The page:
By Mike Pound
I realize that everyone thinks the people living in other states are lousy drivers.
Kansas drivers think Missouri drivers are crazy. Oklahoma drivers think Kansas drivers are crazy, and everyone thinks Glenn Beck is crazy.
The truth is that most states are pretty equal when it comes to their good driver-bad driver ratios. I think we just notice bad drivers more when we’re driving in a different state.
So, just because the following event occurred in Oklahoma does not mean that I think Oklahoma drivers are crazy.
I just think happen to think that one Oklahoma driver is crazy.
On Sunday morning, my wife, our 15-year-old daughter, Emma, and I were traveling to Tulsa, Okla., for one of Emma’s dance competitions.
I was driving. My wife was sitting next to me talking about something, and Emma was in the back seat freaking out about the dance competition. It always amazes me that Emma still freaks out about dance competitions because she has been taking part in them since she was in fourth grade. But, I always tell Emma that it’s good that she freaks out.
“You know Emma, Bill ...,” I start to say.
“I know, I know, Dad. Bill Russell, the greatest basketball player to ever play the game, used to get so nervous before every game he would throw up,” Emma says in a bored monotone.
“Oh, have I told you that before?” I ask.
Emma doesn’t answer me, as she is too busy freaking out.
We were on the Will Rogers Turnpike, which, it seems to me, is always undergoing some sort of construction or destruction. Behind us were Emma’s dance friend Sara and her mother, Debbie.
The speed limit on the Will Rogers Turnpike is, I think, 110 mph. Sure, the signs say the speed limit is 75 mph, but I’m pretty sure that is more of a suggestion than an actual limit.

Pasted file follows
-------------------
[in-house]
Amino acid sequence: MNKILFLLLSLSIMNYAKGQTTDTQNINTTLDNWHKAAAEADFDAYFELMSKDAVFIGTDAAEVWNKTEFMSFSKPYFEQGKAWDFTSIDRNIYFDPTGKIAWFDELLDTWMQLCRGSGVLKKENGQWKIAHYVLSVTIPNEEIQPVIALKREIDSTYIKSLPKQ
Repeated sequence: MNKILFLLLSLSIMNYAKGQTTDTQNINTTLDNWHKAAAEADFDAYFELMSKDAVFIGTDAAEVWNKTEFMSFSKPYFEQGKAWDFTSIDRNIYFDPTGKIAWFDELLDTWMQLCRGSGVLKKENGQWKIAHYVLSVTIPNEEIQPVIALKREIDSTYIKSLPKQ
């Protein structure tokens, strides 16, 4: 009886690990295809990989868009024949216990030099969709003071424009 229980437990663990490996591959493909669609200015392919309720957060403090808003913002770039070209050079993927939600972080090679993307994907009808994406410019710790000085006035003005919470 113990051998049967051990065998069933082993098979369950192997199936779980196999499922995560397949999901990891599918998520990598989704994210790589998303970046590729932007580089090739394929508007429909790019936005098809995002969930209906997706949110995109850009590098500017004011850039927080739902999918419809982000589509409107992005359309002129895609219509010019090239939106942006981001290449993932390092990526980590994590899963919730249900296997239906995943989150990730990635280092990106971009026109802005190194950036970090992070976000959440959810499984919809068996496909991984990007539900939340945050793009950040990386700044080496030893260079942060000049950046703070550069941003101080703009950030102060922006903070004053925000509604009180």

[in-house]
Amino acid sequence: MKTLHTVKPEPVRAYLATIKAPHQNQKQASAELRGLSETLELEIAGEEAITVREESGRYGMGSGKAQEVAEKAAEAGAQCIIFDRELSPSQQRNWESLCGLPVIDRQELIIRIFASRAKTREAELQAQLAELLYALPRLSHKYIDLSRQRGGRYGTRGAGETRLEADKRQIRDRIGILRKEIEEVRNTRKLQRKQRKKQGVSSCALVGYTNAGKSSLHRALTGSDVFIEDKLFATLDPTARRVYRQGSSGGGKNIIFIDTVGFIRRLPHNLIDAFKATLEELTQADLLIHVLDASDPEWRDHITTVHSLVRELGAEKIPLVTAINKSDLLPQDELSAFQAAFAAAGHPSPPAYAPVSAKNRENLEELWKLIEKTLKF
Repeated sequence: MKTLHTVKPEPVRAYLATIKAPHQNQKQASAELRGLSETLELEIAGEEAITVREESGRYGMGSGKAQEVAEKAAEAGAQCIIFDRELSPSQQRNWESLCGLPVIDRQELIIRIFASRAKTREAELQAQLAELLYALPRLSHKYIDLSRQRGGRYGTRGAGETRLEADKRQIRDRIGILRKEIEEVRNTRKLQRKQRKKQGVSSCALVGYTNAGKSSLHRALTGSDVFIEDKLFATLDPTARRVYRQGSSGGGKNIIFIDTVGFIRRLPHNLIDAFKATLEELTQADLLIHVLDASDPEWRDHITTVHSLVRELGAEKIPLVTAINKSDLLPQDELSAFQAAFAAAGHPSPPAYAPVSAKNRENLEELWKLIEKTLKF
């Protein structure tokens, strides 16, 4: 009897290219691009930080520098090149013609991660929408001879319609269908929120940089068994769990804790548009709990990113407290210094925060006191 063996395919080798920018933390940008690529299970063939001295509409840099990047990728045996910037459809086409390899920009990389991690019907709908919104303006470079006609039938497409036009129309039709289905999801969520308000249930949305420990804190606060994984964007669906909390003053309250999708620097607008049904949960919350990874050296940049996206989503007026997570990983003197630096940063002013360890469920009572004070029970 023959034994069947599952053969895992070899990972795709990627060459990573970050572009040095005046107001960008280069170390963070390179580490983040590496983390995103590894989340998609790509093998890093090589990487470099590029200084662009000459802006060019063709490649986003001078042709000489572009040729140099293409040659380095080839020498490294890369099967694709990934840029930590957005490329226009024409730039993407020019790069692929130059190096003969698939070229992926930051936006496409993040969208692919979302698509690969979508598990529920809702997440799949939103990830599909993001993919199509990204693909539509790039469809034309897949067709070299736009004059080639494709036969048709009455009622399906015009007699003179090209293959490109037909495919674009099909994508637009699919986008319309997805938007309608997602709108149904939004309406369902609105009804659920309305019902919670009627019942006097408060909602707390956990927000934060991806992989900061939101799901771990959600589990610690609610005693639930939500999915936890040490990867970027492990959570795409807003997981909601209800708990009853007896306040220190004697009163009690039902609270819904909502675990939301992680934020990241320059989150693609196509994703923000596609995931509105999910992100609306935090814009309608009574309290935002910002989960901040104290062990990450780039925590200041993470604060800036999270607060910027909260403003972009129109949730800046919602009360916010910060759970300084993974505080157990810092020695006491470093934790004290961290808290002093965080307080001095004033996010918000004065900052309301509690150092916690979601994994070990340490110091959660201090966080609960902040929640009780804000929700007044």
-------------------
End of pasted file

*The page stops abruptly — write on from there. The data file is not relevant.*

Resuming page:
I was going about 77 mph, which meant I was routinely passed by old people in Buicks. That was OK with me, since I figured 77 mph was fast enough.
We were somewhere between Miami and Big Cabin. I was in the left lane preparing to pass a slow-moving semi when the driver of the truck turned on his signal and pulled in front of me into the same lane. The driver did that because there was an even slower semi in the right lane that he wanted to pass.
The slower-moving truck was going about 65 mph, and the truck in front of me apparently wanted to go 66 mph.
By the way, I have nothing against semis. I know truckers pretty much drive (ha!) our economy. Every day, they bring us food, water and even more important stuff such as beer.
But in this case, it seemed like it took forever.
As I slowly followed the truck in front of me, I could see Debbie and Sara’s car behind me, and behind them I could see a long line of cars. Suddenly, I saw a white pickup truck in the right lane traveling at roughly 120 mph. I wondered where the guy in the pickup truck thought he was going to go, what with there being a semi going 65 mph in front of him.
Then I stopped wondering.
“That (bad word) is going to pass on the shoulder,” I said to my wife.
Sure enough, that’s what he did. He went zooming past me, swerved onto the shoulder and raced past the slow-moving truck. When he passed the truck, he swerved back into the lane, barely managing to avoid a bridge railing that was in front of him and that I am certain the (bad word) didn’t know was there.
I’m never leaving Missouri again.
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